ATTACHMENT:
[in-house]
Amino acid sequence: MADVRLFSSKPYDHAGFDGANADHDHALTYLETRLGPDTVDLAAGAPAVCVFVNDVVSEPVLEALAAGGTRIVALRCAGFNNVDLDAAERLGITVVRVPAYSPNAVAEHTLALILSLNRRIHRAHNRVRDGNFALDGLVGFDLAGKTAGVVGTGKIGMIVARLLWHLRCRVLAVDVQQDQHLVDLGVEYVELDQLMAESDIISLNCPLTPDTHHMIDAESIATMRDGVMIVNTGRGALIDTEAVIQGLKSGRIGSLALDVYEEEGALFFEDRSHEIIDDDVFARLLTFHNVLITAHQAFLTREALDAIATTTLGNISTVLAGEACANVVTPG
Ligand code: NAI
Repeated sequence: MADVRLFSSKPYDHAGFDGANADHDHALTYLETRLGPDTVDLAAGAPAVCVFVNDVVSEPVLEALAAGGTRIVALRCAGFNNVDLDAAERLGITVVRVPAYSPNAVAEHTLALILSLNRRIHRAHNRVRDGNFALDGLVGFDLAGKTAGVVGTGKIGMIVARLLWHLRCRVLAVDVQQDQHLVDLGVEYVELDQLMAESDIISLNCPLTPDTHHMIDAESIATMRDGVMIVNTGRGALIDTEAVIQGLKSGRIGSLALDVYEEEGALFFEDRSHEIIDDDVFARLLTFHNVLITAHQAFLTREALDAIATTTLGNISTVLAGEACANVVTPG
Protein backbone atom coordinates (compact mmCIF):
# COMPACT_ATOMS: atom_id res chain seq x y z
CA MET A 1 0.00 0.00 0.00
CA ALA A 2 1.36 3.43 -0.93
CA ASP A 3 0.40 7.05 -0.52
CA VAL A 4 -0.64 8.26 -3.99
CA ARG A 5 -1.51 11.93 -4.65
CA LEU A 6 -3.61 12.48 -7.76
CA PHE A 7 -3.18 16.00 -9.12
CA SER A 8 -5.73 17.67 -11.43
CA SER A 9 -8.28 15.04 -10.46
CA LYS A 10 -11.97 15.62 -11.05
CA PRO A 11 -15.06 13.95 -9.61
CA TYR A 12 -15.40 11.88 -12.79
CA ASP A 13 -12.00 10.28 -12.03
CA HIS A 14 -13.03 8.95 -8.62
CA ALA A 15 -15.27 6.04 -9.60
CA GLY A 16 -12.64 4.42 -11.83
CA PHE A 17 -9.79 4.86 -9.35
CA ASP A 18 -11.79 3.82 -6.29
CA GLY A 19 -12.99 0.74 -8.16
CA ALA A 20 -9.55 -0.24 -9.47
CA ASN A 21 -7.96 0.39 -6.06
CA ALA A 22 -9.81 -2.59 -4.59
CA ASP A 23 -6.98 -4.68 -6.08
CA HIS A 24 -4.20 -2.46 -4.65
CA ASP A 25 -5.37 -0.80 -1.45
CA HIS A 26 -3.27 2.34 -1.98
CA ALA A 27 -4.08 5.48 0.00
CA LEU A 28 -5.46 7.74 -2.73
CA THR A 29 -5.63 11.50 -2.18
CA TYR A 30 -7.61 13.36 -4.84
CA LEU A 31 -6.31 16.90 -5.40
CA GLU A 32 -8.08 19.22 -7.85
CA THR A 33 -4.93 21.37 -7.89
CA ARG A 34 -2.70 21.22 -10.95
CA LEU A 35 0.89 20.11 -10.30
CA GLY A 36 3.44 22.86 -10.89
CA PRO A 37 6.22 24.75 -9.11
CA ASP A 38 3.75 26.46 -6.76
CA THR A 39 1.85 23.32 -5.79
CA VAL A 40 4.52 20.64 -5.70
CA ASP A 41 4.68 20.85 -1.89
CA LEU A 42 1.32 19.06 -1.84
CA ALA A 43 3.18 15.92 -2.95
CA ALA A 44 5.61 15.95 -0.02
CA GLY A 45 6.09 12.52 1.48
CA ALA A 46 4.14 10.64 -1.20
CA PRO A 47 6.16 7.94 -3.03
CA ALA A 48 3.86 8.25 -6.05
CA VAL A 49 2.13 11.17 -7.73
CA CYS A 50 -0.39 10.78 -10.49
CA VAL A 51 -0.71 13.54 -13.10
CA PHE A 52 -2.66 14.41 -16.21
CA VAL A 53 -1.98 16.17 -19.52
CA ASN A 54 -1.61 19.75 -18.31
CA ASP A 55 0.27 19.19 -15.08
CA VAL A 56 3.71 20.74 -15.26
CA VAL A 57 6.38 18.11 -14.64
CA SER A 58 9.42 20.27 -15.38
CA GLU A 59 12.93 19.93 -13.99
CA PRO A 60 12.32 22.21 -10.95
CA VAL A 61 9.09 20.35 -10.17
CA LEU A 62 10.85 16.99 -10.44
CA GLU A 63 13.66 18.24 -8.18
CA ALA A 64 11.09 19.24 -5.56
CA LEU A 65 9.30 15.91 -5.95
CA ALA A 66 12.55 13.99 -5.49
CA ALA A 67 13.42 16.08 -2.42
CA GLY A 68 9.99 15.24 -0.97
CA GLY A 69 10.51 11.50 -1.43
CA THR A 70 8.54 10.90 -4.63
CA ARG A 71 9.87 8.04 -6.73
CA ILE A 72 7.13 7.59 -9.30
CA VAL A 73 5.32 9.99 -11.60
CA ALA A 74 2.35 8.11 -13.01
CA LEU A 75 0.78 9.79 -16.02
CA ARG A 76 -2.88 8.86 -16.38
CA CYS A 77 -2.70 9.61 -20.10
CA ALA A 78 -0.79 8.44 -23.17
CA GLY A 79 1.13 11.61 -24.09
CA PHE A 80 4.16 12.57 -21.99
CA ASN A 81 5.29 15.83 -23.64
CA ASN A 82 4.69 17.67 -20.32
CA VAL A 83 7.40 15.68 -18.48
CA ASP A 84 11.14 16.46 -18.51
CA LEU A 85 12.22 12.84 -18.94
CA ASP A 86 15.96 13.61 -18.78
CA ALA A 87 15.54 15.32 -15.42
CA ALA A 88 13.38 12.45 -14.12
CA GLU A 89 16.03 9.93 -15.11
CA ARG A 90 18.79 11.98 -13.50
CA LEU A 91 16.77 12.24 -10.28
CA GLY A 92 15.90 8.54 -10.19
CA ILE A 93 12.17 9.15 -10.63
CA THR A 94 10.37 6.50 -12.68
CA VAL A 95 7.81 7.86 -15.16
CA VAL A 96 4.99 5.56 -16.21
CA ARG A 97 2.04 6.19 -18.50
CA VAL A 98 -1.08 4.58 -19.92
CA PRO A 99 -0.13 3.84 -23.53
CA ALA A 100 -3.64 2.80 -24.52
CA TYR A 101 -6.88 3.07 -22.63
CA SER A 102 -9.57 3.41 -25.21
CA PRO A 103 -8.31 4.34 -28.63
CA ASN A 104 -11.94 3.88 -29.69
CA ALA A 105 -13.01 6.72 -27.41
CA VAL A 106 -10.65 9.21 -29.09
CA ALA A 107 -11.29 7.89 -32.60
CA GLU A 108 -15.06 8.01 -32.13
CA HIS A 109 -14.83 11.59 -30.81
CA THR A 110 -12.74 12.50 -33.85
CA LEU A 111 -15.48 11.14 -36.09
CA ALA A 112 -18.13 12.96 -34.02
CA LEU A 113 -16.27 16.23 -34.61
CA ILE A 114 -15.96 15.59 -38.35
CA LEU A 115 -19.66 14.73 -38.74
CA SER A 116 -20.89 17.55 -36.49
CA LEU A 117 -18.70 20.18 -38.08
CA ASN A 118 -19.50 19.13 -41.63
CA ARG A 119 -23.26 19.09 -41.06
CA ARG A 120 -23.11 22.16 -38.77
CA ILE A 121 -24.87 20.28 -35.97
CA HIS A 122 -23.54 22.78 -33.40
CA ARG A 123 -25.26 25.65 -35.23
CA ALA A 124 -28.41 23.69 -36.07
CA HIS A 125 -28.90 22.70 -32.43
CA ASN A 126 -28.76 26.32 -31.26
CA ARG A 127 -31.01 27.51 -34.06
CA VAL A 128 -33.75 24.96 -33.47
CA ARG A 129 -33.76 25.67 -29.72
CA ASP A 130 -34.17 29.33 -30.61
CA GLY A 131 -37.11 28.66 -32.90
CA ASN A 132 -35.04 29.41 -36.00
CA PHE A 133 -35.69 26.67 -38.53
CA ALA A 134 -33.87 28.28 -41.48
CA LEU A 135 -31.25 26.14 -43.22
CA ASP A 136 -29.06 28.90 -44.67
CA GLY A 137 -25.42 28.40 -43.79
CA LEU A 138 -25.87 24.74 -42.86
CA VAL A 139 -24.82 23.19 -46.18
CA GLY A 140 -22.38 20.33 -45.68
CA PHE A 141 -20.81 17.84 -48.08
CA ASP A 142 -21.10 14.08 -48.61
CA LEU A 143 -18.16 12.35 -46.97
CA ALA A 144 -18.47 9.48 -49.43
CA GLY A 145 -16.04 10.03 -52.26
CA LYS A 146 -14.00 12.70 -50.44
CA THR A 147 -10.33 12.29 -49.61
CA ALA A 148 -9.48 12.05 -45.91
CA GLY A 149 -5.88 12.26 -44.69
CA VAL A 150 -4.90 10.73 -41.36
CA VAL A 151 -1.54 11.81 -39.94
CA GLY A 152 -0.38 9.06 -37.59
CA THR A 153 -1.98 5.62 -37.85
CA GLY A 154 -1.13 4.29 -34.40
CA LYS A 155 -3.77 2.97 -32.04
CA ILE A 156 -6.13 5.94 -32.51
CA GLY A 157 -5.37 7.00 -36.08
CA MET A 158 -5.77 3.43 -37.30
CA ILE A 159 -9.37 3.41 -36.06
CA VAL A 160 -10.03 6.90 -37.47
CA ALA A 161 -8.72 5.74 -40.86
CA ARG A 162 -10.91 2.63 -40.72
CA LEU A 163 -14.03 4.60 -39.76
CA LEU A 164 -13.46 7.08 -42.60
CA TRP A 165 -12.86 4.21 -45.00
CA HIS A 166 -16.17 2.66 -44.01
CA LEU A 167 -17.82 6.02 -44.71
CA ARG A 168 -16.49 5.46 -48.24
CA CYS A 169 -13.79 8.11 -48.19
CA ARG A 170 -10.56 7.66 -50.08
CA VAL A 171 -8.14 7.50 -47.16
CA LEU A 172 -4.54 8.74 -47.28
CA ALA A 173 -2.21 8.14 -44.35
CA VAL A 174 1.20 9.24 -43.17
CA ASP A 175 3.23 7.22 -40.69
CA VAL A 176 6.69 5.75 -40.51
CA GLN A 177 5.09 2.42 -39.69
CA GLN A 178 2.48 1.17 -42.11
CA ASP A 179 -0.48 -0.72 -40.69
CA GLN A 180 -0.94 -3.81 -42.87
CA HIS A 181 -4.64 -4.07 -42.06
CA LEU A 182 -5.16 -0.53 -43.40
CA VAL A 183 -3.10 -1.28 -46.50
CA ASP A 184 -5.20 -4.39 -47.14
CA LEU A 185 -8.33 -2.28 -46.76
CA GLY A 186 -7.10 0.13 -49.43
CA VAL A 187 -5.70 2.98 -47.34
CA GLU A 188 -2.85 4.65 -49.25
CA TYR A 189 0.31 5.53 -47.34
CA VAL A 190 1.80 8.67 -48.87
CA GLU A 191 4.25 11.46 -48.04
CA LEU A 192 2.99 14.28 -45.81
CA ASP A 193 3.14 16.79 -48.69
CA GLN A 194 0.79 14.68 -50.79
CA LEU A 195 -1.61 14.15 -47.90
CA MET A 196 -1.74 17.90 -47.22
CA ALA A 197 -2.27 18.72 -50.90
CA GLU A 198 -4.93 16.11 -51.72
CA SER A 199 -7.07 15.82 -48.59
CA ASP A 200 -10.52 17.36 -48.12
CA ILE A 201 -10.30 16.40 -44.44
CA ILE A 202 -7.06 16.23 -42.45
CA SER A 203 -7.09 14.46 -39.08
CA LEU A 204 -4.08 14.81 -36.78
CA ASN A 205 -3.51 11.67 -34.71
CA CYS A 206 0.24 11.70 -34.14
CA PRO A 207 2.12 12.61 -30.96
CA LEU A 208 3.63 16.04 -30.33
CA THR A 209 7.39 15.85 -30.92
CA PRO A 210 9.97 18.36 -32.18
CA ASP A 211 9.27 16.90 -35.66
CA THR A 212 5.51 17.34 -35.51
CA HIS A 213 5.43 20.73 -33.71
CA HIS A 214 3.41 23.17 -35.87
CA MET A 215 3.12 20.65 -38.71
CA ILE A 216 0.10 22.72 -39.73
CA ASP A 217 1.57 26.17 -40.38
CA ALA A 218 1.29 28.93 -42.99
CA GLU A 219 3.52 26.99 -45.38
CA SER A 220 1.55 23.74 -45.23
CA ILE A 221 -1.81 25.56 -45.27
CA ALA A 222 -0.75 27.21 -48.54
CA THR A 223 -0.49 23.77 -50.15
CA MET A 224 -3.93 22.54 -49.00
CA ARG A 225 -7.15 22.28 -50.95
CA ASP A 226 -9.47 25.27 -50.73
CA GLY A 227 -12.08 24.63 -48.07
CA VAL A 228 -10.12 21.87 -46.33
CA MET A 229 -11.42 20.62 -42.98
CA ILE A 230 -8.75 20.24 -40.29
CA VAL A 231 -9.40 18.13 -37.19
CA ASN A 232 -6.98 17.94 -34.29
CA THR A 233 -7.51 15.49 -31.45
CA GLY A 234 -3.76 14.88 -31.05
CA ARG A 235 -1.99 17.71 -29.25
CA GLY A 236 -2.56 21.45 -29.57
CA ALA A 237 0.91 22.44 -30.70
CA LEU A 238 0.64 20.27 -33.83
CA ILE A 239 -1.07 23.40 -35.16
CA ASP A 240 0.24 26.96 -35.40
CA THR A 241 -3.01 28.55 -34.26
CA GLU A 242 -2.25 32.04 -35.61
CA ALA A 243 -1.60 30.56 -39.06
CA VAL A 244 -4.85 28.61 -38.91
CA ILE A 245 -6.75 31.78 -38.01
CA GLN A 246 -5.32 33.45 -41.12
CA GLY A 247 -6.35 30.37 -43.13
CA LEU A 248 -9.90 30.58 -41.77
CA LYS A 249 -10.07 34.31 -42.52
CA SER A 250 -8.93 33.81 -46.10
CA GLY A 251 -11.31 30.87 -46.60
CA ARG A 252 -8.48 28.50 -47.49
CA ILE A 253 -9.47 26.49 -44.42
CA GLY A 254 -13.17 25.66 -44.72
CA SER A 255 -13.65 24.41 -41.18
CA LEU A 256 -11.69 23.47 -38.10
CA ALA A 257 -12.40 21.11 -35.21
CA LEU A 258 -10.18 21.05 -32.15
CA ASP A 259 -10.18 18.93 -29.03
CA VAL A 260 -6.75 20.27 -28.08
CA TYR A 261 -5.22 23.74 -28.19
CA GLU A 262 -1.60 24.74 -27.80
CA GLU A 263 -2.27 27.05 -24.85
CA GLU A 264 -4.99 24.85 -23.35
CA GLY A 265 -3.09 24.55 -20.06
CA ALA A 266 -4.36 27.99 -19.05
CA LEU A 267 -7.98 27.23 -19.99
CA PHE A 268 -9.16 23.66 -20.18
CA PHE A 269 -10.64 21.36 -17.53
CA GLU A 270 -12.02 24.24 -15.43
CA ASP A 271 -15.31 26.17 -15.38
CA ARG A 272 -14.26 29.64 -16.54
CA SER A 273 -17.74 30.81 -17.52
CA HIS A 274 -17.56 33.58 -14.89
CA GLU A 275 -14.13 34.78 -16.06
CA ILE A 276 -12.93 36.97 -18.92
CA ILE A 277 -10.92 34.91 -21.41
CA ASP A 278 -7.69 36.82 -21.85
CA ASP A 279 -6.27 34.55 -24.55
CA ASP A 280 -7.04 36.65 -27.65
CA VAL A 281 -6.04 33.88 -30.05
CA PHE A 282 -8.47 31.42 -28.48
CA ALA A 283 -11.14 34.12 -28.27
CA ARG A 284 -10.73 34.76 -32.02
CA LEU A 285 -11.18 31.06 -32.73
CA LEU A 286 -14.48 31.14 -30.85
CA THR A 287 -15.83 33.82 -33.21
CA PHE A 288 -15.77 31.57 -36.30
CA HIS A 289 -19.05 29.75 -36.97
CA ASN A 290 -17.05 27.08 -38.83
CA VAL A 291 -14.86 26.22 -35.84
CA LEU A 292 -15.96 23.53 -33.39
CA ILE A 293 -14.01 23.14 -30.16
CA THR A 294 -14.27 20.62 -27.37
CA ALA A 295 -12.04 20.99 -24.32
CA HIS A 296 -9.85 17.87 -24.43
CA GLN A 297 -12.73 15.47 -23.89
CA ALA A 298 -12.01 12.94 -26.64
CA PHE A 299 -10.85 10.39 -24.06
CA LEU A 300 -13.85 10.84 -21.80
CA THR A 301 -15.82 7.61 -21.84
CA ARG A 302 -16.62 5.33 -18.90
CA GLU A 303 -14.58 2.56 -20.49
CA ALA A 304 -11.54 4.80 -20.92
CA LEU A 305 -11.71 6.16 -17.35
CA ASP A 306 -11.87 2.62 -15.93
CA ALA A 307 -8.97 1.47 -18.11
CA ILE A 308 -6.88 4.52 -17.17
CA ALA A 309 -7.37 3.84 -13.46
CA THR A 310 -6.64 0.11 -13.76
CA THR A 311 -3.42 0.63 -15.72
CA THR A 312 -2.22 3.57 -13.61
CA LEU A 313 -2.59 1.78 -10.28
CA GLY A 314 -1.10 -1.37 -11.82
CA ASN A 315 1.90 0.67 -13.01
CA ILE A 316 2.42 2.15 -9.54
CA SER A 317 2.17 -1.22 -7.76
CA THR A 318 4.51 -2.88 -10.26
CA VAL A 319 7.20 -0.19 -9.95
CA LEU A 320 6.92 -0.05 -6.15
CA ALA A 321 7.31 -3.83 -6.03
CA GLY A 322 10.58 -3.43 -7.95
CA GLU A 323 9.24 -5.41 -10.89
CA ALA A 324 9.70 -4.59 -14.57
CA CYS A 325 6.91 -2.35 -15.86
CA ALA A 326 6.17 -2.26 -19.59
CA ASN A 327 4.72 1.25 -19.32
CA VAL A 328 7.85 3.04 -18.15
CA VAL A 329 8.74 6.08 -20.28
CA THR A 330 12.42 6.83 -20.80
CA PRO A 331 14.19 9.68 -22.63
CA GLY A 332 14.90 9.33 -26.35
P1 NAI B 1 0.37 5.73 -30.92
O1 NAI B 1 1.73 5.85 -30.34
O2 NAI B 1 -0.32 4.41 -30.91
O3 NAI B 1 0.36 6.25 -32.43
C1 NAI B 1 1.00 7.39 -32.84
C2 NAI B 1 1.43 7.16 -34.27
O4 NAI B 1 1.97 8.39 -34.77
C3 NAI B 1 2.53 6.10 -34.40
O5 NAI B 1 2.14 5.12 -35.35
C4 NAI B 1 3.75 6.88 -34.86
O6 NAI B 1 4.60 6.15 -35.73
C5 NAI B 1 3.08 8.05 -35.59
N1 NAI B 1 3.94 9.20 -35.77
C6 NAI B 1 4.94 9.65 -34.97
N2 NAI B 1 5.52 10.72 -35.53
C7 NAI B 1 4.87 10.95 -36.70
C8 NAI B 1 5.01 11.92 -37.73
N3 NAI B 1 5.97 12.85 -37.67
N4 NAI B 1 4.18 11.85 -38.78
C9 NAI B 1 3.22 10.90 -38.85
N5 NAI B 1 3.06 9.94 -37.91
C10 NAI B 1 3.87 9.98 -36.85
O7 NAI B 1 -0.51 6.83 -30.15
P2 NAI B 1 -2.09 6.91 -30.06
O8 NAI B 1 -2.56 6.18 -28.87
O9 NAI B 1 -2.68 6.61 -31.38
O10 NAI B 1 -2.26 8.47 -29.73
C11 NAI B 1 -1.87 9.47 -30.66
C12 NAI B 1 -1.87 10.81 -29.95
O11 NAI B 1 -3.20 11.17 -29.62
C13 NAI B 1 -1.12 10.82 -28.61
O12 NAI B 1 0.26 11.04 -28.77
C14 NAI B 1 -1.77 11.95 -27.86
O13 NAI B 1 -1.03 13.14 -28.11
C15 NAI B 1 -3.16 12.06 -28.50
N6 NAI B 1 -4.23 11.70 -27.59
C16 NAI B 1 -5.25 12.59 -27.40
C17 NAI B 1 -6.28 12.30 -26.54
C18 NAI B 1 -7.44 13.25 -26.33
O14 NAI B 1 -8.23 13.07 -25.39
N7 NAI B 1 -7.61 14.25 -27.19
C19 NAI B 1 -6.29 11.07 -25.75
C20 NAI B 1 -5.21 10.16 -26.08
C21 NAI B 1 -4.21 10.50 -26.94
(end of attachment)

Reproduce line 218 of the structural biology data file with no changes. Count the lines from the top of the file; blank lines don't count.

CA THR A 212 5.51 17.34 -35.51